You remember the story. The Hebrew people escaped Egypt and made their way into the wilderness. Having left in a rush they soon began to run out of food and water. As was their nature, they turned to Moses and began to complain. They even accused Moses of bringing them out into the wilderness to die. Soon they were reminiscing about their wonderful times of slavery in Egypt. Moses’ only response was, “God will provide”. 

The next morning, all throughout the desert, appeared the Bread of Life. It was only there briefly. If not harvested, it melted in the morning sun. If not eaten immediately, it became sour. This bread of life had to be consumed or it was worthless. Those who would not go into the fields or complained the manna was not enough, went hungry. But those who ate were given the strength needed for the coming day.

John begins his gospel by claiming Jesus is the Word. In chapter six he expands on this idea by calling Jesus the Bread of Life. Like the manna in the field, the Word become Bread in order that it might be consumed. No one is excluded. All are invited to the table. Those who refuse go hungry but those who eat, live.

It is at this intersection that the theological discussion begins. Some of our Christian friends understand this to mean accept Jesus as your personal salvation and live eternally. But perhaps it is more. I like the phrase, “You are what you eat.” It is painfully apparent that I am a walking billboard for that axiom. While I am selective when it comes to vegetables, I never met a candy bar I didn’t like. What if consuming Jesus is the starting point to being more like Jesus. We have all read the gospels. How did Jesus spend his days? If people were hungry, he fed them. If people were sick, he healed them. If people were downtrodden, he lifted them up. If people were lonely, he stopped to talk with them. If people were full of guilt, he lightened their burden. From an ethical perspective Jesus was a very good Jew. Come to think of it ethically he would have made a fine Christian, Muslim, Hindu, Buddhist, or even agnostic.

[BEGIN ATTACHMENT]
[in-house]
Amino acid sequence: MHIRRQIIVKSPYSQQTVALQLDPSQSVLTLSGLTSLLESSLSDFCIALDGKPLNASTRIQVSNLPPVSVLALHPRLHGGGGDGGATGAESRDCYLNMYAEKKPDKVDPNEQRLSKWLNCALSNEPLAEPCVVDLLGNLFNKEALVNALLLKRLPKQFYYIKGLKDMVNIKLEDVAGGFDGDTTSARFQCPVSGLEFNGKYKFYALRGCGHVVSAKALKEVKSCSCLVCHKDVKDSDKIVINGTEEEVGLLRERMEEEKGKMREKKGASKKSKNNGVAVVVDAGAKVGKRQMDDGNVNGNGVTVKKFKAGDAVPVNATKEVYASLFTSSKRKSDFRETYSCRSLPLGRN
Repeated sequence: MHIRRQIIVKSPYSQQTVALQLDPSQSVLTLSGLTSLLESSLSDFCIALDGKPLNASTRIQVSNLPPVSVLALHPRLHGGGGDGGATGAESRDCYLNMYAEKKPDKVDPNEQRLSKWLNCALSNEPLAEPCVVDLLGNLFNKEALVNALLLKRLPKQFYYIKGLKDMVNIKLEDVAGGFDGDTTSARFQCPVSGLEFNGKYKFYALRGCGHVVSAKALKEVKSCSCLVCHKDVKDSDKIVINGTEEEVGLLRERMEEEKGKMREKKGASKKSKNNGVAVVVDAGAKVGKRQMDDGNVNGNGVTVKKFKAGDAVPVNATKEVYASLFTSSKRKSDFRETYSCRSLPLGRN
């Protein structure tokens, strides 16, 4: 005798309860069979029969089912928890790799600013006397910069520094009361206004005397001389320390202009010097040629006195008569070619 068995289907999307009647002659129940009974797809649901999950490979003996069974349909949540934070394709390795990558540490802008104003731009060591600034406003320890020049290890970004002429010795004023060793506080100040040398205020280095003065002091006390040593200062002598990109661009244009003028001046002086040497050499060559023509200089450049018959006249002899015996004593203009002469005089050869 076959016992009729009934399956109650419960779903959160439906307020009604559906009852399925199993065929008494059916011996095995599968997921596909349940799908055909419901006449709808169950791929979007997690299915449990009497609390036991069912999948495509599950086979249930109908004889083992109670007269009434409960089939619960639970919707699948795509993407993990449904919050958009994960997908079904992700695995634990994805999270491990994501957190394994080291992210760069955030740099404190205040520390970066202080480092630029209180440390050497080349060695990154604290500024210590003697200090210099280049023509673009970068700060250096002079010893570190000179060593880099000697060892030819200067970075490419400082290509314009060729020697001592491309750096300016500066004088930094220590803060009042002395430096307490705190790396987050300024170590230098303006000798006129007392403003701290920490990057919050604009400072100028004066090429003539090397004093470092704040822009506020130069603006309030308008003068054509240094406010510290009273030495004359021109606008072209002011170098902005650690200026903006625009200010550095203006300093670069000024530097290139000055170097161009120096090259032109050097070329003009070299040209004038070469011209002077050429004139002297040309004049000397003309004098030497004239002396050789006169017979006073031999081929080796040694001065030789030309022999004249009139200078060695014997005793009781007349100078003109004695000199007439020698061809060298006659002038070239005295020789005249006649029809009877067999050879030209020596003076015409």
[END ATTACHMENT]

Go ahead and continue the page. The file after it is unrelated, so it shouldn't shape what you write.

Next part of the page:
Maybe our problem is when we eat the Word, when we consume the Bread of Life, our discussions and our disagreements center on the future, not the now. Why should I be so concerned with who someone thinks Jesus is if that same person is living a life which compliments who Jesus was. I keep falling back on the quote by Gandhi. “I’ve read the teachings of Jesus. I find them to be wonderful. My problem has always been with the way Christians follow those teachings.”

Perhaps the writer John is saying to us, “Consume the Bread of Life and be consumed by God.” Jesus wants his bread to reach our stomachs. Jesus wants his bread to be digested in order that it might flow though our veins, nourishing our hearts, our souls, and our minds. Jesus wants us to sit across the table from a neighbor and love them. Jesus wants us to acknowledge an enemy and at least listen to them. Jesus just wants us to break bread together.

So the next week the rabbi, priest, and minister showed up at their regular spot for breakfast.  After the usual pleasantries the rabbi picks up from the following week. “So, did you boys decide if you are real or symbolic Christians?”

As if rehearsed the priest and minister replied, “Sh’ma Yisrael, Adonai Eloheinu Echad,” which translated means, “Hear O Israel, the Lord our God is One.” The rabbi reached over, picked up their checks,  and then said …….. Amen.





Sunday, August 12, 2018


II Samuel 18